COVID-19 has accelerated the uptake of online food shopping.
‘Consumer behaviour and attitudes towards food purchasing changed quickly and dramatically because of the pandemic,’ says Jeewani Fernando, provincial consumer market analyst with Alberta Agriculture and Forestry. ‘Despite the large volume of sales during the pandemic, there was a marked decline in multiple weekly grocery trips. These have been replaced by single large shopping trips and an increase in online purchasing.’
The latest Consumer Corner looks at how COVID-19 affected the demand for e-commerce. Fernando says many consumers tried online food shopping for the first time during the pandemic. Sales trends show that consumers have become more comfortable buying grocery and food products online.
Convenience is the main reason for online shopping followed by safety and health and other factors. However, consumer concerns about fees, the quality and selection of perishable items, and an immediate need for the groceries are some of the main challenges.
‘Retailers may consider expanding same-day delivery service or introducing annual subscription plans rather than using one-time delivery fees. They might also increase the availability of curbside pickup to alleviate some of the concerns and to drive more online shopping.’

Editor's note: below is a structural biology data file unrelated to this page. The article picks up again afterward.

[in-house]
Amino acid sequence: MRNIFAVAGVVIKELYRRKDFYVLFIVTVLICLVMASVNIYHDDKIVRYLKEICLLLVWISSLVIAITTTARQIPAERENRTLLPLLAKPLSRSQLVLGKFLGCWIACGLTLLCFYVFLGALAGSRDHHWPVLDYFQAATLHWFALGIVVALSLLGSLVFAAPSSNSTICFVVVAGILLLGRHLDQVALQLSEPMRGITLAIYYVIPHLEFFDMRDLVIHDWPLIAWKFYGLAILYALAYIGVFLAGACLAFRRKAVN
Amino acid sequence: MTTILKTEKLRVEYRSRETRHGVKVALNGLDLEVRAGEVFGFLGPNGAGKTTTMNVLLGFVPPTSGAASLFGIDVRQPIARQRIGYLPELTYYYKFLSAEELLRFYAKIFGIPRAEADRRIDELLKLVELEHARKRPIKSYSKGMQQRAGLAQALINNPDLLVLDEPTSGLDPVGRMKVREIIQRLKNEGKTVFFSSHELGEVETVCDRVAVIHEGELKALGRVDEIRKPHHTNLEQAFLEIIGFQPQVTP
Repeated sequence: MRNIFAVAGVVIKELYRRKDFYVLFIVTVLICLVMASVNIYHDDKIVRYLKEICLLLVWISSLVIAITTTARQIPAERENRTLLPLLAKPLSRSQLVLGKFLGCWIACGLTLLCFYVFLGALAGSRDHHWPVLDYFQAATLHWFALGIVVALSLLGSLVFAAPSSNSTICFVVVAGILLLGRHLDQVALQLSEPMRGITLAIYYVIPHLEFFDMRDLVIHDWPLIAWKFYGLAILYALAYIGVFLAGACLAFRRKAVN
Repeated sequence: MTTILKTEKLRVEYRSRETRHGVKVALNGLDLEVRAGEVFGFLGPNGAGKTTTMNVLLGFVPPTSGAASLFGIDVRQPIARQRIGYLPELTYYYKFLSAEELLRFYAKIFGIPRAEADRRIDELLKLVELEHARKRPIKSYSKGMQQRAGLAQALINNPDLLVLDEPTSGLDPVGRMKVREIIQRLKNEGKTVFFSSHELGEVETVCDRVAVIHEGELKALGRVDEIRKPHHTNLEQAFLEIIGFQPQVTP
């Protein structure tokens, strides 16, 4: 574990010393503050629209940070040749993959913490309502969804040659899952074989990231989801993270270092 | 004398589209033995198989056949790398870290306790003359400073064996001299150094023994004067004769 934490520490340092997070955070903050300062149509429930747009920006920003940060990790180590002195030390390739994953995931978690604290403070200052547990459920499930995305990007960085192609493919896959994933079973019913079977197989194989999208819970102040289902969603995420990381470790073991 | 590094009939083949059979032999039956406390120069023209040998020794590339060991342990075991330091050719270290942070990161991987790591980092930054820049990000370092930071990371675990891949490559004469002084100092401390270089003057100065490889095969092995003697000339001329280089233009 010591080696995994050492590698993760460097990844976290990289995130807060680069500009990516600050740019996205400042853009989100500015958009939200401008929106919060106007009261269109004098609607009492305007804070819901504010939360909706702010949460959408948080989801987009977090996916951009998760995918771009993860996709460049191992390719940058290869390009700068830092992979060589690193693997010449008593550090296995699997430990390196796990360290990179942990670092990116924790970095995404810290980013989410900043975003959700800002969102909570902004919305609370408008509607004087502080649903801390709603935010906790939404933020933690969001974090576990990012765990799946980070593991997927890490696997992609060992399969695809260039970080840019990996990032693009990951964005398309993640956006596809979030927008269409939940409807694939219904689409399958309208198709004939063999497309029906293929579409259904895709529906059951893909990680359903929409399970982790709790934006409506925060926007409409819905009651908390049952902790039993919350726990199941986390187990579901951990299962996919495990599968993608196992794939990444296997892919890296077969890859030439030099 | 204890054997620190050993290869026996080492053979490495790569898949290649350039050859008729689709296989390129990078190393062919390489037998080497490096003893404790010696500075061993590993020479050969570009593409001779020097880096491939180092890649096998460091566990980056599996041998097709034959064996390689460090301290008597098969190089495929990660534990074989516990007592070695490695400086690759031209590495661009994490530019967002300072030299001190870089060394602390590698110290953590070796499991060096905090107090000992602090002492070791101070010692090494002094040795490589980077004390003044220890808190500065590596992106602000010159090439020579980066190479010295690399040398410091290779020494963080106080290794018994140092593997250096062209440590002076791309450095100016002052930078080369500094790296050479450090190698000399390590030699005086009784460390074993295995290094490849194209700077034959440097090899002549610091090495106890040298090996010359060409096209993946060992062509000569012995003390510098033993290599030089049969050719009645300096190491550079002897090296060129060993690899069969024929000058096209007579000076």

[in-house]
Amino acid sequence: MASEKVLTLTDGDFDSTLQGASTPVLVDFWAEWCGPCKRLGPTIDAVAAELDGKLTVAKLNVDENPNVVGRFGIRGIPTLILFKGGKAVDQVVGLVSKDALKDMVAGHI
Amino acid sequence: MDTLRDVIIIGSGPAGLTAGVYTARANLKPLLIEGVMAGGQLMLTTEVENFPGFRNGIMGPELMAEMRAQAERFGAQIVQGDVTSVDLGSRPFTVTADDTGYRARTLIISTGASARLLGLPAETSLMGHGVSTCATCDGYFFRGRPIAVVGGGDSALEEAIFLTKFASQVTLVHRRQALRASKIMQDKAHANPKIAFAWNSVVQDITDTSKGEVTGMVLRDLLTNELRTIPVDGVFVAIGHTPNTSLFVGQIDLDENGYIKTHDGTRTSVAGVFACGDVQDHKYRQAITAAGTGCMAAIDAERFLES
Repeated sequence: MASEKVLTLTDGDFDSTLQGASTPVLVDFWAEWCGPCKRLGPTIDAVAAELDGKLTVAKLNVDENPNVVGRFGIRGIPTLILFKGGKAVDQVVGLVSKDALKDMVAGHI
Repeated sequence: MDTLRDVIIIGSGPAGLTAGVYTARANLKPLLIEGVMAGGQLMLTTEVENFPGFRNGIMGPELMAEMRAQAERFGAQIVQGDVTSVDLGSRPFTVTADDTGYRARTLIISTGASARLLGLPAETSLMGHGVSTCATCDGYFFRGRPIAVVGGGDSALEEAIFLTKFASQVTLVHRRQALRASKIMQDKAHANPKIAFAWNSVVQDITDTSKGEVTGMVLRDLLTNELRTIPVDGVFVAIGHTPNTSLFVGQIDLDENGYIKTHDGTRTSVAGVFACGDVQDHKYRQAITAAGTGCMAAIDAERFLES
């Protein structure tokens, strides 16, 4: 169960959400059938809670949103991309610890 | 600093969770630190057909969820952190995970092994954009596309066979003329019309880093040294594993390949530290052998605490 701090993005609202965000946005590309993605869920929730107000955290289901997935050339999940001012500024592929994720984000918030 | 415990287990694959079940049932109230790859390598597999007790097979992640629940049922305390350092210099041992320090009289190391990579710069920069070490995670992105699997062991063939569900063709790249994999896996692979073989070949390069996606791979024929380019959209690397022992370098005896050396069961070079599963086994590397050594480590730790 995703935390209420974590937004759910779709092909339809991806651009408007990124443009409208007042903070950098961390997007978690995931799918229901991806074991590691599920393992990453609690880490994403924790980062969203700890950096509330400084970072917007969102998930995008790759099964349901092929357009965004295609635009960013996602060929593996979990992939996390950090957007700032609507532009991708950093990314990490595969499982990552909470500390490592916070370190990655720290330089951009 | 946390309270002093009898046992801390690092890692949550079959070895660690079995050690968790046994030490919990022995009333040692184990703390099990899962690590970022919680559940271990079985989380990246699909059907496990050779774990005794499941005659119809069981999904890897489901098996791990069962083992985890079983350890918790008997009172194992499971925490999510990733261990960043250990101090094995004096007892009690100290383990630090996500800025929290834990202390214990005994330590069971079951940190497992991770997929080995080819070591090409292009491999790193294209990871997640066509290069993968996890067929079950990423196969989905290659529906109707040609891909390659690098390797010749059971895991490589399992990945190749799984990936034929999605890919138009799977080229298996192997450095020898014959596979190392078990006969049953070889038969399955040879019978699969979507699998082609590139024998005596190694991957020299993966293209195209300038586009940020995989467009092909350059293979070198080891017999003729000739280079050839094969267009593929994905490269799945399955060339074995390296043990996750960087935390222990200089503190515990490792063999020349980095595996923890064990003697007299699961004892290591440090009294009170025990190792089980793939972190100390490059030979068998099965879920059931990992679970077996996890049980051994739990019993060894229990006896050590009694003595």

Pandemic restrictions on restaurant capacity and reluctance among many diners to frequent indoor public places have shifted food service and drinking places to offer more contactless delivery and take-out options, and many have made investments to expand their online sales capabilities. Consumers stayed home and used various platforms to find restaurants and order in meals in 2020.
‘Using e-commerce to purchase food still has strong growth potential in Canada, given the significant growth in both supply and demand during the pandemic in 2020. These industry insights may help Alberta food retailers and food service providers to better manage their food product offerings in the post-pandemic era,’ says Fernando.Source : alberta